Human Rights in the Occupied Territories: Comparing the Hebrew and US Press

Israel Shahak
Summer 1989

Note: I use "Hebrew" rather than "Israeli" by way of excluding the English Language paper, the Jerusalem Post. I exclude it not only because most Israelis read Hebrew, but because there is a vast difference between Israel's Hebrew papers and the Post, which is best understood as an American-Jewish paper published by chance in Jerusalem.

The Hebrew media is far more honest than US newspapers (and Jerusalem Post) in the way they cover human rights abuses in the Occupied Territories. The US press ignores root causes and basic factors, present from 1967, that are openly discussed in the Hebrew media. The most fundamental fact – omitted also in US coverage Jewish affairs – is the existence Jewish racism and chauvinism, whose uncontrolled expression is germane to human rights violations in the Occupied Territories, and to a smaller extent inside Israel too. This can be seen in all areas of life in the Occupied Territories, but most importantly in land and water, so crucial in the Middle East.

The situation is simple: The Israeli government confiscates, by a variety of excuses, land in the Occupied Territories, which is then devoted to the exclusive benefit of Jews. Haaretz, the most important Hebrew paper, published on September 27, 1985, a lengthy article (Orit Shohat, "A Person Should Not Grow Tomato…") in which this situation is discussed in detail and explicitly compared with the South African apartheid regime.

Another article in Haaretz (Zeev Schiff, "A Human Time Bomb," 13 December 1987) noted that the number of Palestinians in the Gaza Strip was 634,000 at the end of 1986 and the density of the population immense, but about 2500 Jewish settlers in Gaza, representing 0.4% of the population, "have received already 28% of all state land of Gaza Strip." The land alredy taken over in Gaza and allocated for exclusive Jewish benefit, but not yet distributed to Jewish settlers, amounted to about 40%.

A similar situation exists in the West" Bank, where land allocated for exclusive Jewish use amounts to over 50%, while the number of Jewish settlers is about 60,000. Officially, the Palestinian population of the West Bank is about 850,000, but well-informed Israeli researchers put the figure at 1,100,000. By this measure, the apartheid favoring Jews in the Occupied Territories is worse than apartheid in favor of whites in South Africa. In essence, Palestinians cannot settle, or even rent a house or open a business, on a huge proportion of their land in the Occupied Territories, while Jews can.

Incidentally, the same principle is also applied to land in Israel, and no sector is as racially segregated as the kibbutzim, so very much lauded in the US. No Arab-Israeli citizens are allowed to join a kibbutz, even if they served in the army; other non-Jews are usually required to convert to Judaism if they want to join. Can one remember any US newspaper mentioning this basic fact about kibbutzim?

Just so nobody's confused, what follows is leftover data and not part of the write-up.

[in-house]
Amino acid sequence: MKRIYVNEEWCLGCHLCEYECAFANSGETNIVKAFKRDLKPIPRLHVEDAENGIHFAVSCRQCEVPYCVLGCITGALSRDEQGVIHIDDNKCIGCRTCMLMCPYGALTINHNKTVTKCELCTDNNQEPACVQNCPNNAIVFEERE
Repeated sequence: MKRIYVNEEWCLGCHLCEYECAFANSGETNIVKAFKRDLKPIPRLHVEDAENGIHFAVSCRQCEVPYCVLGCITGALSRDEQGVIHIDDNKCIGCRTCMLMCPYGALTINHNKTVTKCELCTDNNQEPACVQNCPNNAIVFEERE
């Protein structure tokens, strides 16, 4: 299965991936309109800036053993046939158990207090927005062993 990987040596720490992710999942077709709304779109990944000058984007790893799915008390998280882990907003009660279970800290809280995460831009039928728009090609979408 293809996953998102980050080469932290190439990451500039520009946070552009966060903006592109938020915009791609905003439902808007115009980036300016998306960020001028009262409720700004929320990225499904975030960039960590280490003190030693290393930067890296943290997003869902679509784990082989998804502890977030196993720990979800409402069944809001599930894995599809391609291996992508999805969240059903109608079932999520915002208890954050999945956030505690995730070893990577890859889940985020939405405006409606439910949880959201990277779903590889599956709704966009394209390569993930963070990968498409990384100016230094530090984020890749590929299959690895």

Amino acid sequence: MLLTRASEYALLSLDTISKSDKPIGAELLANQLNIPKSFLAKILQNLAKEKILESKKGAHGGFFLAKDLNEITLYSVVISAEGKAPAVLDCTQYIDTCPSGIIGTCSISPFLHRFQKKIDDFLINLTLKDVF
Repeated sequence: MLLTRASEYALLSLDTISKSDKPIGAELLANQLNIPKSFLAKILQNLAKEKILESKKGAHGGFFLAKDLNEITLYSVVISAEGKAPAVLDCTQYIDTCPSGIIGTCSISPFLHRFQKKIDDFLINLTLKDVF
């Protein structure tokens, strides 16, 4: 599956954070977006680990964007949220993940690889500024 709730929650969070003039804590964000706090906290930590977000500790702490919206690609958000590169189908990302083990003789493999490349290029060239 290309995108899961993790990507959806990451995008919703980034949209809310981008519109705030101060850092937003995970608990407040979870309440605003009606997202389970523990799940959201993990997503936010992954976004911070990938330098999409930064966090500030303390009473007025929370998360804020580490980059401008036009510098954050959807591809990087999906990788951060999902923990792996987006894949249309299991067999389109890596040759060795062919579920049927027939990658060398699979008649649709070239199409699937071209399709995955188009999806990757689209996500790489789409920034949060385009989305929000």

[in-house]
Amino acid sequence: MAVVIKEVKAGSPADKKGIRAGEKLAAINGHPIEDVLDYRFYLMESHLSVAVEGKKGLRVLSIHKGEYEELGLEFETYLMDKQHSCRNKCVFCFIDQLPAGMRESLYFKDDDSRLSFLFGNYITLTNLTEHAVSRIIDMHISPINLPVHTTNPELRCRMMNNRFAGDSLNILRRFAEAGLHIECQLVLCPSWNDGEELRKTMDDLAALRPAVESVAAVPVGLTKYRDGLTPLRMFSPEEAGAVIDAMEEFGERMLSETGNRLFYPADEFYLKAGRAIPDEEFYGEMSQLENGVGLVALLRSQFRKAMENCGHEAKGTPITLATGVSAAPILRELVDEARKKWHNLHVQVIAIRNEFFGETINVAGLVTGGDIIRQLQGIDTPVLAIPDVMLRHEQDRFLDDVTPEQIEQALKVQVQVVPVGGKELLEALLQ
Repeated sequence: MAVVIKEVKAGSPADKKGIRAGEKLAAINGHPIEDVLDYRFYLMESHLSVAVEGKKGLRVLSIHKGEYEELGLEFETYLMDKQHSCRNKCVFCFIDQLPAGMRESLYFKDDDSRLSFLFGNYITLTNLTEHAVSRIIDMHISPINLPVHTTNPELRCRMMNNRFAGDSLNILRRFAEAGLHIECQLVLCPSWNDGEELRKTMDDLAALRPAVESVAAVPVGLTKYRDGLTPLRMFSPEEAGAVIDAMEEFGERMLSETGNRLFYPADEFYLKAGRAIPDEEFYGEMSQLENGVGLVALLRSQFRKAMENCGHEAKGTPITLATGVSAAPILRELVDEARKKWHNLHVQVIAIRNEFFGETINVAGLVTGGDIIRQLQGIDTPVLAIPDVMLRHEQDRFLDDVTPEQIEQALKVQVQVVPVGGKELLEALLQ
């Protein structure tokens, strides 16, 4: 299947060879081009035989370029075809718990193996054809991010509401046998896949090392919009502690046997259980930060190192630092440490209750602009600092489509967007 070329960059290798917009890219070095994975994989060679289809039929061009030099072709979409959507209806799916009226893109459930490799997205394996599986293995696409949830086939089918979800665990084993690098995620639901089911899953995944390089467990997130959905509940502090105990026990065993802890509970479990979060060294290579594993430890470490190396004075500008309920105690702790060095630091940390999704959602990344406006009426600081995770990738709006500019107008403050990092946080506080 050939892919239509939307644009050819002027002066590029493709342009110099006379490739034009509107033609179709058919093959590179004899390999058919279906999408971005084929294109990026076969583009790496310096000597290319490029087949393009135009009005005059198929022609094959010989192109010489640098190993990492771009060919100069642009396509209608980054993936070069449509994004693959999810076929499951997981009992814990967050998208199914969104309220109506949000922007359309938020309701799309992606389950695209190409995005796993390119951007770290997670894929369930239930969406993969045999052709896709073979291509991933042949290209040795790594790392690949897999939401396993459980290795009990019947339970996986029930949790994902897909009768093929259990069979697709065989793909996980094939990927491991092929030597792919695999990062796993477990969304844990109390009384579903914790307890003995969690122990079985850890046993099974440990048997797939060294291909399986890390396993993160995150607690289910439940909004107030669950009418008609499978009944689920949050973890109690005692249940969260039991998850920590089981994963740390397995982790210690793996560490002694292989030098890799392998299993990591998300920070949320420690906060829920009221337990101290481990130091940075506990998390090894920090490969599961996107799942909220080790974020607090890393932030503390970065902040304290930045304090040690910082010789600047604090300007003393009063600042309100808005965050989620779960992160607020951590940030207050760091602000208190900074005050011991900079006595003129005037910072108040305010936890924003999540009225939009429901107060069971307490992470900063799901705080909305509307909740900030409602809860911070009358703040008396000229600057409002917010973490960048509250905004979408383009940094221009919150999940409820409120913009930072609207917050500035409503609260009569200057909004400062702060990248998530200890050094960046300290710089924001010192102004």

Haaretz (25 September 1985) did so, along with many other articles in the Hebrew press. When Yitzhak Bar-Nur, in charge of the information office of the Jewish National Fund of the World Zionist Organization, was asked whether its regulations for the use of land "prevent kibbutzim and moshavim from accepting non-Jewish members, Israeli Arabs for example, Bar Nur replied: "The regulations are still intact and valid, and according to them… no one else may purchase these lands. Even leasing or temporary exploitation is for Jews only.'"

Access to water in the Occupied Territories is also subject to racist regulations. Let us again quote the Haaretz article of September 27, 1985: "The Arab villages get their water from private wells which are controlled by the military authorities so that no one shall take more water than the allocation of 1967." This means that the apartheid regime in the Occupied Territories prevents the development of Palestinian agriculture. The Jewish settlers, on the other hand, get greater and greater amounts of water in spite of their small numbers – more water now than is allocated to all Palestinian farmers. In this respect as well, apartheid is worse than in South Africa.

Two other aspects of Jewish racism prevalent in the Occupied Territories are never mentioned in the US press. Palestinian policemen, who are a part of Israeli police and wear Israeli uniforms, are forbidden to arrest or even to stop any Jew, even for a traffic offense. Their salary is half that of a Jewish policeman on the same job, according to journalist Michal Sela (Koteret Rashit, 16 March 1988). And many West Bank gas stations operated by Jewish settlers (and frequently described by Hebrew papers) reserve one lane, usually the right one, for Jews only; Palestinians are prohibited from using it even if it is empty.

US media were surprised by the outbreak of the intifada and its continuation because they refused to recognize Jewish racism. If US journalists want to understand the situation, they might put themselves in the mind of a Palestinian who sees his or her land taken away, with the help of US money, for exclusive Jewish benefit. Let them apply the same standards to Jewish racism as to anti-Semitism, since both are deplorable and should be equally opposed.

Israel Shahak is president of the Israeli Human Rights Commission.